Her most recent book is Building Intelligent Interactive Tutors, Student-Centered Strategies for Revolutionizing E-Learning, Published by Elsevier & Morgan Kaufmann, 2008.

Neena Thota

Neena Thota is Senior Teaching Faculty at the College of Computer Sciences at the University of Massachusetts Amherst. Her research interests are in Computing Education Research, Educational Technologies, Learning and Assessment Taxonomies, and Methodological Frameworks for Research.

Dr. Thota is Co-PI for the NSF supported CyberTraining workshops for the Center for Parallel and Distributed Computing Curriculum Development and Educational Resources PDC Curriculum Early Adopter Grant and Summer Training Program, that prepare instructors to offer experimental courses with an updated Parallel and Distributed Curriculum.  In recent years, she has been a member of ITiCSE Working groups that published reports on: Pass Rates in Introductory Programming and in other STEM Disciplines; Contrasting CS student and academic perspectives and experiences of student engagement; and Understanding international benchmarks on student engagement. At UMass, she has supervised students doing projects on "Building a Social Network for Spontaneous Meetups" (Honors Thesis), "Creating reusable learning objects for students in COMPSCI 121" (Independent Studies), and "UTutorBot" (Independent Studies)

Contact her if you are interested in pursing Independent Studies or Honors Thesis projects.

Erin Ottmar

Erin Ottmar is an assistant professor of psychology and learning sciences at WPI. She received her BA in psychology and elementary education from the University of Richmond. After college, she spent several years teaching in Ecuador and Japan. In 2011, she received her PhD in Educational Psychology: Applied Developmental Science from the University of Virginia. After graduate school, returned to a small liberal arts environment and spent 3 years as a post-doctoral research scientist at the University of Richmond. Before coming to WPI, she was most recently a visiting research associate in the Department of Psychological and Brain Sciences at Indiana University.

Her research aims to develop and evaluate classroom interventions that improve mathematics teaching and learning. Erin’s research is highly interdisciplinary and focuses on the intersections of educational, cognitive, and developmental psychology. Over the past four years, she has co-developed two dynamic educational technologies that embed perceptual learning and gesture into the learning of mathematical concepts. From Here to There (FH2T) is an engaging, puzzle-based, educational iPad application that allows students to explore patterns and properties of arithmetic and symbolic algebra by rearranging, splitting, and manipulating numbers and expressions to reach a specified goal. Based on this research, she is currently developing Graspable Math, an interactive web-based tool that allows you to manipulate and solve mathematical expressions and equations. Her empirical work uses data collected from these technologies to answer important theoretical questions about student interactions, problem solving, and mathematics teaching and learning. She also uses classroom observations, longitudinal data, and multi-level modeling to examine how mathematics and social-emotional learning (SEL) interventions in schools can enhance students’ opportunities to learn mathematics. Ultimately, Erin is interested in understanding how cognitive and non-cognitive pathways combine to produce learning and growth for all children in K-12 mathematics classrooms (and beyond!)


Most Cited

Arroyo, I., Cooper, D. G., Burleson, W., Woolf, B. P., Muldner, K., & Christopherson, R. (2009). Emotion sensors go to school. In Frontiers in Artificial Intelligence and Applications (1 ed., pp. 17-24). (Frontiers in Artificial Intelligence and Applications; Vol. 200, No. 1). IOS Press.

Woolf, B.P., Burleson, W., Arroyo, I., Dragon, T., Cooper, D.G., & Picard, R.W. (2009). Affect-aware tutors: recognising and responding to student affect. Int. J. Learn. Technol., 4, 129-164.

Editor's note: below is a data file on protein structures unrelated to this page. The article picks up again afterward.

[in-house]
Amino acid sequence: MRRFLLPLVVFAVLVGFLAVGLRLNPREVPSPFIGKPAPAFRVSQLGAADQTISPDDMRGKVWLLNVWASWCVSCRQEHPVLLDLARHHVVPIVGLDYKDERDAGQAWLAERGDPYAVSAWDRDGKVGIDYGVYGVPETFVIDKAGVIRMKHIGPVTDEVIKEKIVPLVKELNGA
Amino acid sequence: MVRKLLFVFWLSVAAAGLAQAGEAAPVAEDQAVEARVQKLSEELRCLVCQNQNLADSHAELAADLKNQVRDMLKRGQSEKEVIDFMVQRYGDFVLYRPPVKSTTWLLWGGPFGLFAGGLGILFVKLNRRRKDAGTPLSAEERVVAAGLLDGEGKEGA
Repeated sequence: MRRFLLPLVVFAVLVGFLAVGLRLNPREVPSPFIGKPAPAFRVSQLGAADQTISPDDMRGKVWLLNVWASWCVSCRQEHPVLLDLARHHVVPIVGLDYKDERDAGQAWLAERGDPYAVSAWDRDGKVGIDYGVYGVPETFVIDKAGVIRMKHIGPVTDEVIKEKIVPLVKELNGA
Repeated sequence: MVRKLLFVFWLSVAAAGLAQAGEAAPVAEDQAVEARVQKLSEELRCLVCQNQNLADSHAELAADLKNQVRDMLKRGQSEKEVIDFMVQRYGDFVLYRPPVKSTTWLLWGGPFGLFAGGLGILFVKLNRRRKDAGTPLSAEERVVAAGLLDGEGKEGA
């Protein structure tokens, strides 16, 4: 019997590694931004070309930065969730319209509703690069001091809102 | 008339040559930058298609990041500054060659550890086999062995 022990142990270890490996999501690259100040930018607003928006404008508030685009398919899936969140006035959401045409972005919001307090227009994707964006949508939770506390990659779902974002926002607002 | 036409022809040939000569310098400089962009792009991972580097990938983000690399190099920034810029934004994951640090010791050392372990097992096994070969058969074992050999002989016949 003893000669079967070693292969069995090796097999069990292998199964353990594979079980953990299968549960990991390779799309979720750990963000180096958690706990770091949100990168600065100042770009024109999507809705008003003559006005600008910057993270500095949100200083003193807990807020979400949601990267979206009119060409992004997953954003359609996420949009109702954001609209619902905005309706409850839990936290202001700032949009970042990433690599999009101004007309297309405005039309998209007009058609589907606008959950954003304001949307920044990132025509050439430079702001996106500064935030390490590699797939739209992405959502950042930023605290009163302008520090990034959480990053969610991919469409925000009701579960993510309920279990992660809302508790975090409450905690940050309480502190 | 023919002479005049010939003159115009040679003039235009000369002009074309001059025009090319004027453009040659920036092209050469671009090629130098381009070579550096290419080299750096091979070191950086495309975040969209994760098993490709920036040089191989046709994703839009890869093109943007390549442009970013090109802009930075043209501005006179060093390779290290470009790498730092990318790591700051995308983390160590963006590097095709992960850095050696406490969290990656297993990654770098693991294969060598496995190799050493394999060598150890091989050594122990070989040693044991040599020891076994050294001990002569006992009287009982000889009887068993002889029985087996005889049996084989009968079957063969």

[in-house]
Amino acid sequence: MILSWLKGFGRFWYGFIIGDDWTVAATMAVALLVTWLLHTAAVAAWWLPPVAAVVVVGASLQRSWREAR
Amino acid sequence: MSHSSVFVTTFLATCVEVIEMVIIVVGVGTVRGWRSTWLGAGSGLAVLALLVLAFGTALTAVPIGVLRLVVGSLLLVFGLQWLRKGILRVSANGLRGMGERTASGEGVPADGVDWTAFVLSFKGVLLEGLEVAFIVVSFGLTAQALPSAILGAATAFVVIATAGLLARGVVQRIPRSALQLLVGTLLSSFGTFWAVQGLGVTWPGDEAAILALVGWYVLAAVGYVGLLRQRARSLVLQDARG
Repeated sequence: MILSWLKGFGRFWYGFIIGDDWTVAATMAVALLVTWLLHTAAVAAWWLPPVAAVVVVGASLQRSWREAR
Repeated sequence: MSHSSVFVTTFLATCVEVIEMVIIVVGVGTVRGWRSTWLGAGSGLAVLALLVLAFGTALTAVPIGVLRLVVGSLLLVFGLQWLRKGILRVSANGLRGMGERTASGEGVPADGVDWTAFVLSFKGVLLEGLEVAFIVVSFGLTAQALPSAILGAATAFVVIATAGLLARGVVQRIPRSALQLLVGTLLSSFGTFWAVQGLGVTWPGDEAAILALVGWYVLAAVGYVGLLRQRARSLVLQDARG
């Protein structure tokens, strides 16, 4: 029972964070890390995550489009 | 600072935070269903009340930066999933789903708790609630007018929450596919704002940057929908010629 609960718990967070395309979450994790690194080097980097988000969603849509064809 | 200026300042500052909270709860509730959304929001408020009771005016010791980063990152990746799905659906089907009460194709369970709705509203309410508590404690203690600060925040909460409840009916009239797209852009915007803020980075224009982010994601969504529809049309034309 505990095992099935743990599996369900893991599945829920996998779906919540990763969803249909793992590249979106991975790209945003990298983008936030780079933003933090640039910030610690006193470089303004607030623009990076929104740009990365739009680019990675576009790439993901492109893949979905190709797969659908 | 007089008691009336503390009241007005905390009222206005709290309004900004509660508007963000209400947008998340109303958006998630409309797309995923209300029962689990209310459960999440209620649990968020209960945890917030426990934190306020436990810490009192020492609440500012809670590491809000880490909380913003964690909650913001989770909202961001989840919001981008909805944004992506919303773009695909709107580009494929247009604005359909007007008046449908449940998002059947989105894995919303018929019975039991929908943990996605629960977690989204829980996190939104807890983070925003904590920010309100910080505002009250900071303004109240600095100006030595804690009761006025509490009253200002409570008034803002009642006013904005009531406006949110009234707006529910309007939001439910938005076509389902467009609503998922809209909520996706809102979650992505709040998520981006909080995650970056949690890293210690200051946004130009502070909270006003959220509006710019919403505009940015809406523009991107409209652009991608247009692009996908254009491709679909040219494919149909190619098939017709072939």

Arroyo, I., & Woolf, B. (2005). Inferring learning and attitudes from a Bayesian Network of log file data. AIED.

Arroyo, I., Ferguson, K., Johns, J., Dragon, T., Meheranian, H., Fisher, D., Barto, A., Mahadevan, S., & Woolf, B. (2007). Repairing Disengagement With Non-Invasive Interventions. AIED.

Murray, T., & Arroyo, I. (2002). Toward Measuring and Maintaining the Zone of Proximal Development in Adaptive Instructional Systems. Intelligent Tutoring Systems.

Most Recent

Ruiz, N., Jalal, M., Ablavsky, V., Allessio, D., Magee, J., Whitehill, J., Arroyo, I., Woolf, B., Sclaroff, S., & Betke, M. (2020). Leveraging Affect Transfer Learning for Behavior Prediction in an Intelligent Tutoring System. ArXiv, abs/2002.05242.

Harrison, A., Smith, H., Botelho, A., Ottmar, E., & Arroyo, I. (2020). For Good Measure: Identifying Student Measurement Estimation Strategies Through Actions, Language, and Gesture. In Gresalfi, M. and Horn, I. S. (Eds.), The Interdisciplinarity of the Learning Sciences, 14th International Conference of the Learning Sciences (ICLS) 2020, Volume 2 (pp. 869-870). Nashville, Tennessee: International Society of the Learning Sciences.

Joshi, A., Allessio, D., Magee, J., Whitehill, J., Arroyo, I., Woolf, B., Sclaroff, S., & Betke, M. (2019). Affect-driven Learning Outcomes Prediction in Intelligent Tutoring Systems. 2019 14th IEEE International Conference on Automatic Face & Gesture Recognition (FG 2019), 1-5.

Casano, J., Tee, H.E., Agapito, J.L., Arroyo, I., & Rodrigo, M.M. (2019). Evaluation of a Re-designed Framework for Embodied Cognition Math Games.

Arroyo, I., Woolf, B.P., Burleson, W., Muldner, K., Rai, D., & Tai, M. (2018). Correction to: A Multimedia Adaptive Tutoring System for Mathematics that Addresses Cognition, Metacognition and Affect. International Journal of Artificial Intelligence in Education, 28, 470.

View full list of Publications on Google Scholar


MathSpring is an online math tutor, which helps students become better prepared for standardized testing mathematics by better understanding the material. The system adapts to students, giving them problems which are a bit challenging, but not out of reach, and includes various ways of guiding students through the problem to find the correct answer. Students can ask for hints on the specific problem, videos that explain the core concepts needed to solve the problem, or worked examples that show how to solve a similar problem. The teacher can also choose to turn on “learning companions;” cartoon characters who will encourage students’ effort and remind them that it is okay to ask for help when they are stuck.

You can give MathSpring a try at